Over the years as part of the natural aging process, things have flared up and have caused some minor issues here and there but they come and go after a bit of rest. The week before the Loess Hills Enduro was one of those flare up times, it started as a little nagging in the knee and moved down to include the ankle at it's height; most likely the ankle pain was a result of walking funny because of the knee and visa versa when it starts in the ankle and moves up to the knee on other occasions. Sunday, progressed into Monday, then into Tuesday and things were getting better and with the aid of some Ibuprofen the discomfort was minimal. Wednesday I decided to get in a short ride to see if things would get worse, get better or stay the same as it's better to find out those things before a race than during. Things went surprisingly well on Wednesday and I was optimistic that I would be able to race in the Loess Hills Enduro, I know to some it might seem silly not to try anyway but as I've said I don't like giving up. When I register for a race, I have no grandiose visions of winning the thing but I also don't take lightly my commitment to finishing the thing. I don't lineup at the start line with the hope of being able to finish, if I am at your start line it's because I am going to do everything in my power to get across the finish line, anything less is an unacceptable result in my mind and hope has little to do with making that happen. That's not to say that I haven't ever not finished a race but I can count those DNFs on one hand and have fingers left over but the Good Life Gravel Gran Fondo was one of those DNFs last year and I knew which leftover finger I wanted to give that DNF this year. Knowing your limits is a good thing, knowing when you've actually reached those limits vs. when your mind thinks you have is a better thing. Why the back story, well I suppose to help the reader understand that when I say I wasn't sure if I was going to make the start because of a nagging knee and ankle I wasn't just blowing smoke up your butt. This leg and I have seen some stuff but don't think that I am in any way using it as an excuse for anything, we play the cards we are dealt.
Like I said, the GLGGFD, now the Loess Hills Enduro, was one of those DNFs last year so I had a score to settle this year so if at all possible, I was not going to miss it, so I was pretty stoked at the end of the week when it looked like things were going to work out.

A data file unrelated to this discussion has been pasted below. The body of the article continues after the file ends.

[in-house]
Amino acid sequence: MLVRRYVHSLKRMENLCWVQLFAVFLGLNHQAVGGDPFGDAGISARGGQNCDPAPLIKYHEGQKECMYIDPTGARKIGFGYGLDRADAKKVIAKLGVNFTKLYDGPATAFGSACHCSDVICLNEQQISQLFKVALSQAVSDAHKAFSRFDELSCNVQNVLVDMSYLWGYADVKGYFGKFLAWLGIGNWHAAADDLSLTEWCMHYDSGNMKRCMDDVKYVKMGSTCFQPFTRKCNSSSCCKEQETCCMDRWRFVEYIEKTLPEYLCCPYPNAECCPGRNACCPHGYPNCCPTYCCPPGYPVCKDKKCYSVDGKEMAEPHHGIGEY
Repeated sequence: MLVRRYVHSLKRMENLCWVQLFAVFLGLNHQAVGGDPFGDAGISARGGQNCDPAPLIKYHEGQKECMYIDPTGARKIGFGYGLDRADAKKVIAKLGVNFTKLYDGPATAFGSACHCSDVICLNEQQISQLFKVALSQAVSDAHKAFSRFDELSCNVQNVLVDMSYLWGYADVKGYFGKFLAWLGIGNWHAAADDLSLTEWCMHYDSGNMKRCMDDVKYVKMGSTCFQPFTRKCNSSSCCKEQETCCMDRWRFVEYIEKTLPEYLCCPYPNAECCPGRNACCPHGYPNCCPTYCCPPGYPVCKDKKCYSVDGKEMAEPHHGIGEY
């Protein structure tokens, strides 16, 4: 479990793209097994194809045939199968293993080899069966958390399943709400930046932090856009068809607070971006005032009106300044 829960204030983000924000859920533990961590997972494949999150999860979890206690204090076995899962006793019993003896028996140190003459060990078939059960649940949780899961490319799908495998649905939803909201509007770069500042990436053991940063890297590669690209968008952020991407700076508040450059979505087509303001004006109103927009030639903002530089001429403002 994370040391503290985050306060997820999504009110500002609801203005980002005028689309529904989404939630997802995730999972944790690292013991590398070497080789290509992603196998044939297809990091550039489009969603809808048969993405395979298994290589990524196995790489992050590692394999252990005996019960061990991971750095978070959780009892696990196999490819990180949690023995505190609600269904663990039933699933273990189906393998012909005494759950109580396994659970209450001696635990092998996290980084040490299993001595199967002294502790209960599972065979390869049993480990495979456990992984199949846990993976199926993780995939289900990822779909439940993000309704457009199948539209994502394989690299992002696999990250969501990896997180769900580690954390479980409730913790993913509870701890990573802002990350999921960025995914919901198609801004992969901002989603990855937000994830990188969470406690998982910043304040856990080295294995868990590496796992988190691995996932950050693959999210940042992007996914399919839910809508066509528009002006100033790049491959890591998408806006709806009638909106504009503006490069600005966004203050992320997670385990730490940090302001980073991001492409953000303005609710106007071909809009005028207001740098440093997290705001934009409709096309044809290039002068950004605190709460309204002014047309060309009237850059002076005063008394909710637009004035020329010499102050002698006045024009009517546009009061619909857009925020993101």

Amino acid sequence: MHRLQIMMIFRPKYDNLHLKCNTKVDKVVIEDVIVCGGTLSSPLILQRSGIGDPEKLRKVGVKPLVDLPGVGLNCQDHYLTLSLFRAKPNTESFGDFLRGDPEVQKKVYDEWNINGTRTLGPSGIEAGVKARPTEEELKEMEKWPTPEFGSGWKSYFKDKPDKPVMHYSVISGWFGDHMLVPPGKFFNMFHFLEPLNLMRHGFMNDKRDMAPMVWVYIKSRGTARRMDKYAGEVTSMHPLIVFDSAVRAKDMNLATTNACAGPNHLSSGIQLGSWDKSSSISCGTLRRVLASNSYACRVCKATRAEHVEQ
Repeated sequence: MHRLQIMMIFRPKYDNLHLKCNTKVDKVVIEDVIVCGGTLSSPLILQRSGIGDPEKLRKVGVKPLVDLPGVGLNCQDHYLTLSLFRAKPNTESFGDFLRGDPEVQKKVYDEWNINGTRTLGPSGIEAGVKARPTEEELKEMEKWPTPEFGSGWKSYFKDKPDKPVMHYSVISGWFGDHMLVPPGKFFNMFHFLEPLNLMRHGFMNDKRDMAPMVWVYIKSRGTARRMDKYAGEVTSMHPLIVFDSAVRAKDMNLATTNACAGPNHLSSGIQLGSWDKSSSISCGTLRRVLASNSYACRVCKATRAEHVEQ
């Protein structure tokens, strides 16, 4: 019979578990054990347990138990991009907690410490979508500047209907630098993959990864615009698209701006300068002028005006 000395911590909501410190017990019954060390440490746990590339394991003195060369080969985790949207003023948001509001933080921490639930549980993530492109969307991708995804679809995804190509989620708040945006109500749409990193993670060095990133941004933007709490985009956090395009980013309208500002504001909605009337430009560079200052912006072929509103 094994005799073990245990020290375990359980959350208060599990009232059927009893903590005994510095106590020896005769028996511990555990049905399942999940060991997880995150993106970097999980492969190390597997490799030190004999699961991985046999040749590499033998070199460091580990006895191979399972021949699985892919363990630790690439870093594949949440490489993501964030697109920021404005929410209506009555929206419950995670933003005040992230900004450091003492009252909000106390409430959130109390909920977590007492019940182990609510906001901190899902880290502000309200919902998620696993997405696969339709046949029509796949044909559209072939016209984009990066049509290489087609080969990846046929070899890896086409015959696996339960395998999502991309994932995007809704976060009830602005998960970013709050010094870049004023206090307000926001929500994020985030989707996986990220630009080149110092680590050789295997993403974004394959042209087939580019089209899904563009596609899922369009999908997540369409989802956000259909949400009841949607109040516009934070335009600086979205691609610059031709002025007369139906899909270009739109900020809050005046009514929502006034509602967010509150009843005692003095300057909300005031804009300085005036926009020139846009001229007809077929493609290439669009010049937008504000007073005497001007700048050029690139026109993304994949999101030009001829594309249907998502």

Back again this year were the tuxedo jerseys and most of the same crew as last year, we ended up a Joe short but gained a Doug. A huge advantage that played into my favor was that we didn't have the Bohemia Sto Mil the weekend before so the legs were fresh and not fried. That race was once of the most difficult races I have ever done and it took a few weeks for me to feel 100% after that one.
Turn out for the Loess Hills Enduro was good, probably better than last year if you were to ask me, it was also the second race in the inaugural Nebraska Gravel Points Series but ended up being the first actual race as the Robidoux Quick and Dirty got rained out. Not sure if that contributed to the turn out or not but anything that gets more racers racing in local events the better. After a few words from Rafal it was time to get down to business, the roll out through Malvern was brisk but not quite at race pace while on the pavement as people jockeyed for position.
Once the course switched over to gravel though, things picked up considerably and I jumped on Roy's wheel; I wasn't drafting mind you, I just really liked the look of all that rubber and I was attracted to it like a moth to flame. Now I'm not the fastest guy in the world, see the above novella for a good part of the reason why, I'm also not the slowest and we were clipping along at a pretty good average for the first 15-20 miles or so until things started to heat up.
Right around noon Mother Nature really started to turn the screws with both the heat and the increase in wind, at one point I had heard that the heat index got up to 113° and I certainly wouldn't have bet against it on that day. Another more troublesome issue for me was that the hip on the leg that was causing me issues earlier in the week was groaning a bit, the hip was a new development as it's not usually what bothers me so I hoped this wouldn't become and issue later down the road. However the course itself was amazing, I didn't make it into the canyons or MMRs last year so this was my first time riding them. I wonder how many years it takes to get that far down from grading the road or how you keep those walls from collapsing in a good rain storm.